The producer of Henri-Georges Clouzot’s Hell, which won the 2010 César for best documentary, Serge Bromberg, kept reels in a Vincennes building. His film stock caught fire in the summer of 2020, killing two individuals. The Créteil prosecution asked for a fine of 150,000 euros, along with four years in prison, three of which would be suspended.
The Créteil prosecutor’s office asked for four years in jail, including three suspended terms, against Serge Bromberg on Tuesday. Bromberg is a well-known film restorer who is being held accountable for the tragic fire started by reels of nitrate that he placed under a structure.
These old movie reels, which were illegally kept in a room beneath an eight-story residential structure in Vincennes (Val-de-Marne), caught fire on the evening of August 10, 2020, in the midst of a heat wave. Even though many locals were away at the time, the incident claimed the lives of two persons. The first, who was engulfed in flames, launched himself from the fourth level. The other was killed by burning.
On Tuesday, the victim’s daughter showed up at the tavern. “We will never be able to mourn the loss of our mother because her death was avoidable, she continues, her voice disturbed by grief. “She passed away in circumstances that were unbearably terrible. His final seconds haunt me, she continued. The former creative director of the Annecy Animation Film Festival is found guilty of homicide, inflicting injury on others without their consent, and risking their safety. He does not dispute his guilt.
He kept personal reels and those of his business, Lobster Films, which specializes in preserving, restoring, and distributing vintage films, in this chamber. The need to be refrigerated nitrate films were housed in a room lacking a fire alarm. The air conditioner hadn’t been used since 1998, despite some particularly hot summers, when the neighbors at the time ordered that it be turned off due to the noise.
A wall “The room had a firewall erected. It melted in thirty minutes after it caught fire. Investigators determined that the room held 1,364 to 1,935 reels, or 2.5 to 3.6 tonnes, at the time of the fire. The defendant calculated differently: 965 reels, 970 kilograms. “He says at the bar, “It’s a fact, not an estimate.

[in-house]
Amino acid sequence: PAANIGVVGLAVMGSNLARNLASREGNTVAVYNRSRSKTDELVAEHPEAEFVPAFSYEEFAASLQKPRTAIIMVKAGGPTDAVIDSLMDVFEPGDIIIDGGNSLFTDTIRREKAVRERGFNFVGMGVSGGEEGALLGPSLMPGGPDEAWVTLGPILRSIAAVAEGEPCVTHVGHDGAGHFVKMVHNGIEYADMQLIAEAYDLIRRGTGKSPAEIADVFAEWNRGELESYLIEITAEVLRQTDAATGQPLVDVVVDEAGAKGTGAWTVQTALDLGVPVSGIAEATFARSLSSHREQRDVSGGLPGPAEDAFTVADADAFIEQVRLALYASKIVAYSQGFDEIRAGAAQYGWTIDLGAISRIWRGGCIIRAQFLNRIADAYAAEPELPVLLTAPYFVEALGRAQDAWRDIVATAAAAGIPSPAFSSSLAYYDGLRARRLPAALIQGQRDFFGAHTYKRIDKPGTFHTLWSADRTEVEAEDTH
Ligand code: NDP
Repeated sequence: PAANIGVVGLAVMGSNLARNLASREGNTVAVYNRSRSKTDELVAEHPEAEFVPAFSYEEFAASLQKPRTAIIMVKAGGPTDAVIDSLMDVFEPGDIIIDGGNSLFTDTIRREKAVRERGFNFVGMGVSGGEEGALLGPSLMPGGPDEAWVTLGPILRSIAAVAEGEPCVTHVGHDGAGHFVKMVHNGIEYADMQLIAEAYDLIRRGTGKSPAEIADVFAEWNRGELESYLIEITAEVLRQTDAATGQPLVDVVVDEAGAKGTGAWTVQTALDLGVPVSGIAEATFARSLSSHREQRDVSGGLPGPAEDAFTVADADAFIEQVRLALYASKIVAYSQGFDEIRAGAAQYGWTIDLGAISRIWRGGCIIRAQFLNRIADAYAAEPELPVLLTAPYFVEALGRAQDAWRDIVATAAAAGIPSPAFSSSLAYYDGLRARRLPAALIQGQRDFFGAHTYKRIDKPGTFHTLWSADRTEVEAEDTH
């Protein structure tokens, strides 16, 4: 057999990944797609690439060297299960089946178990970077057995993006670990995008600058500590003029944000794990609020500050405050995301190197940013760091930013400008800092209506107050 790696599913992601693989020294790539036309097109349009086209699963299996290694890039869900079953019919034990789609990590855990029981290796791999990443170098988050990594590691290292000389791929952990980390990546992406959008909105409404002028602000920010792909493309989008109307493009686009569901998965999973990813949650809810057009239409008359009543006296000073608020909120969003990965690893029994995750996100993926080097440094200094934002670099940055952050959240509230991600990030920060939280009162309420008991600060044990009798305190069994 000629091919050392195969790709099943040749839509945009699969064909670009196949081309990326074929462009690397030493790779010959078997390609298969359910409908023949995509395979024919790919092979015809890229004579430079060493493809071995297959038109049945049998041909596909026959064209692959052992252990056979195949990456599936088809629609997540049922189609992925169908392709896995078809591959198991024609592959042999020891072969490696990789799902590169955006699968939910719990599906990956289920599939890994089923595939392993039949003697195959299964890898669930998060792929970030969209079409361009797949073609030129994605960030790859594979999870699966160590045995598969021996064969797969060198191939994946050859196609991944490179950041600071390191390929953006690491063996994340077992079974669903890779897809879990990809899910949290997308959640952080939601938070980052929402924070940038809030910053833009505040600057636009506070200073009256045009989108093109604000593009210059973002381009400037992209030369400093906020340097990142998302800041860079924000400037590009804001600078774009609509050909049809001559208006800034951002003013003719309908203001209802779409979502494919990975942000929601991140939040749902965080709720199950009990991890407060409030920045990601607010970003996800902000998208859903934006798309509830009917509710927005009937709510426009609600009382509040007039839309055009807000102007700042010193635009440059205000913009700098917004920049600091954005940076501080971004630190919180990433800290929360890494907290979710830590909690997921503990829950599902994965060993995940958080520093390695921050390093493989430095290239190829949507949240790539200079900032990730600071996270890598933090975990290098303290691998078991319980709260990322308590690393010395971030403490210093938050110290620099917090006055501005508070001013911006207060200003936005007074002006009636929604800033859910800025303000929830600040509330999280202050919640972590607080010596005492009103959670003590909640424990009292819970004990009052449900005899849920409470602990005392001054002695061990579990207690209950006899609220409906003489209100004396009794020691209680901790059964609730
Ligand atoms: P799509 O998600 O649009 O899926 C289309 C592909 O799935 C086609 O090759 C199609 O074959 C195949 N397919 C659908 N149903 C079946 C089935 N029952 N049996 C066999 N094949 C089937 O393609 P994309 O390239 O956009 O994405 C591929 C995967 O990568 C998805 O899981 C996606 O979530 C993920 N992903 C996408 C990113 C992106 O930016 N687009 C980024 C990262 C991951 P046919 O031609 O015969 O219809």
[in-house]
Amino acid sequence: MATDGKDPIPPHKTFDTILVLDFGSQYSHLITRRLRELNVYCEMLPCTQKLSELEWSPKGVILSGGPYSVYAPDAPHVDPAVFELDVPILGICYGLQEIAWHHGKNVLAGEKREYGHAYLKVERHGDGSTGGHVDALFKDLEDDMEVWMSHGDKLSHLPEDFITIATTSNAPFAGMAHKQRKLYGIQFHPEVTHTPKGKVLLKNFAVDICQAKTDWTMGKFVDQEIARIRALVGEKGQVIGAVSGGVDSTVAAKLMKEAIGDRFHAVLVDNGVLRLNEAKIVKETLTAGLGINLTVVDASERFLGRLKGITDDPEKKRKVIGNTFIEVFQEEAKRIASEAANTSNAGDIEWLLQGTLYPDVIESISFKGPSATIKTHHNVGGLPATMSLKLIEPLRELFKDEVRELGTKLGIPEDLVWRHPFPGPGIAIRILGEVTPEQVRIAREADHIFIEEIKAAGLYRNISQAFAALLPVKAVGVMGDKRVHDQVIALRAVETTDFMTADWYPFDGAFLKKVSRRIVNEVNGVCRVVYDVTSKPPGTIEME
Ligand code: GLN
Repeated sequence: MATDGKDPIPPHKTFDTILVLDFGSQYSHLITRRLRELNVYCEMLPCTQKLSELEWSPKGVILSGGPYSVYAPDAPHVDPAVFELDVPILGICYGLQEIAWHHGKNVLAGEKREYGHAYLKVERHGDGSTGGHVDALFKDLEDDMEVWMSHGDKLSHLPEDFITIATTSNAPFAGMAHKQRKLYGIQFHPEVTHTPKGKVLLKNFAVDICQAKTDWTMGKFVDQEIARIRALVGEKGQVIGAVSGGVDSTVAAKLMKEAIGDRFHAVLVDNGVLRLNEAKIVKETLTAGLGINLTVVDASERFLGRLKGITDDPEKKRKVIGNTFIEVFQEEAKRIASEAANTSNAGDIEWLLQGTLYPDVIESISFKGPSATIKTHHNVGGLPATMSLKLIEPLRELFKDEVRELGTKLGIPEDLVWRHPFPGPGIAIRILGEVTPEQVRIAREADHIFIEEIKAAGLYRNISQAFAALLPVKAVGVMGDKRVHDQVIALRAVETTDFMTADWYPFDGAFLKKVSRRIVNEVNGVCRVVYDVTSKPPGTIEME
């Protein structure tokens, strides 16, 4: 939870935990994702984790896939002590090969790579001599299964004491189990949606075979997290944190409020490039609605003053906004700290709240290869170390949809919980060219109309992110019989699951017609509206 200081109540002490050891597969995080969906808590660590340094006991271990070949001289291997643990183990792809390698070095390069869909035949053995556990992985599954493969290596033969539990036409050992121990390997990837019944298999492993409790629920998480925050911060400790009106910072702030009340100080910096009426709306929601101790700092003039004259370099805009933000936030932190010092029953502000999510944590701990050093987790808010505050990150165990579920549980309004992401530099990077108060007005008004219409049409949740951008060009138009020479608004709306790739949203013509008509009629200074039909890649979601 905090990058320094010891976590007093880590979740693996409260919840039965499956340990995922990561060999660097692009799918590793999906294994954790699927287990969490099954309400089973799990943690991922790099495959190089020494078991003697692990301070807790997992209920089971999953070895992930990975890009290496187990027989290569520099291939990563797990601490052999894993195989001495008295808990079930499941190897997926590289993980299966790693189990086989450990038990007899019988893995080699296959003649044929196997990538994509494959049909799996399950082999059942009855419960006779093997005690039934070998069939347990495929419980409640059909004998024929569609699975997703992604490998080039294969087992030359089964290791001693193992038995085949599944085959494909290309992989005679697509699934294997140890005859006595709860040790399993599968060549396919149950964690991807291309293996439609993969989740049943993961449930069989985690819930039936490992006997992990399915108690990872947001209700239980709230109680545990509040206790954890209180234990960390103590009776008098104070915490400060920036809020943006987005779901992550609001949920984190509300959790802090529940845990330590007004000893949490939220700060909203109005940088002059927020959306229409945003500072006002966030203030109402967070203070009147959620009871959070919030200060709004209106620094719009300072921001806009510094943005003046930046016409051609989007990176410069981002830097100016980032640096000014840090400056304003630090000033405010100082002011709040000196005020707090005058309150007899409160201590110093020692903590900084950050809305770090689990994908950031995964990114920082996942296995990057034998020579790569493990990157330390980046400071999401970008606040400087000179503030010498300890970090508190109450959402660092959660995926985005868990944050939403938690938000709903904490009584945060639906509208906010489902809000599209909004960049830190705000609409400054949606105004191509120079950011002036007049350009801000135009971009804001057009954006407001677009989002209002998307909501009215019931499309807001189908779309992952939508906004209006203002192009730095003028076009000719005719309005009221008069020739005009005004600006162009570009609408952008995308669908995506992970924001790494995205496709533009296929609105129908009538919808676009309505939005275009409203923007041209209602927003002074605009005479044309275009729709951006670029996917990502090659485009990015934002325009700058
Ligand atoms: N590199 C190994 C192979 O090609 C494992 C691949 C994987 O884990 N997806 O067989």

a grave miscalculation of the threat?
Serge Bromberg argues that this location was only intended to house a few reels before they were sent to the CNC (National Center for Cinema and Moving Image). The producer, who was regarded as an expert in cinematic history, was fully aware of the dangers involved with reel storage.
He burned a piece of film on stage for many years to the wonder of the audience in order to show the flammability of nitrate. These programs went under the name Backfire.
An illustration that worsens the position for the civil parties. “Me Missiva Chermak-Felonneau argues on behalf of a couple who lived in a studio apartment above the bar that they initially believed him to be a bit eccentric amateur who had lost his footing. “They were devastated when they discovered that the individual who started the fire was a professional and an acknowledged specialist.
Despite his acknowledgment of “a very major assessment error,” “a miscalculation,” and “a negligence,”
The 61-year-old defendant feels that the CNC owes him a duty to retrieve and store his reels. “He guarantees the bar that the CNC had never before refused to provide me coils. “Has it not occurred to you that a location in the middle of the countryside, an abandoned farm, might be used? the court’s president queries. “Serge Bromberg said, “The amount of nitrate was meant to be absolutely little. The prosecutor, who sought four years’ jail against him with three suspended, was unconvinced by his defense. A 150,000 euro fine was also levied against his business.
She claims that this fire “is the result of all its action, of all its omissions to comply with the regulations,” adding that there is “no fatality: all the ingredients were present for such an event to take place.” “. On Wednesday morning, the defense will be given the floor.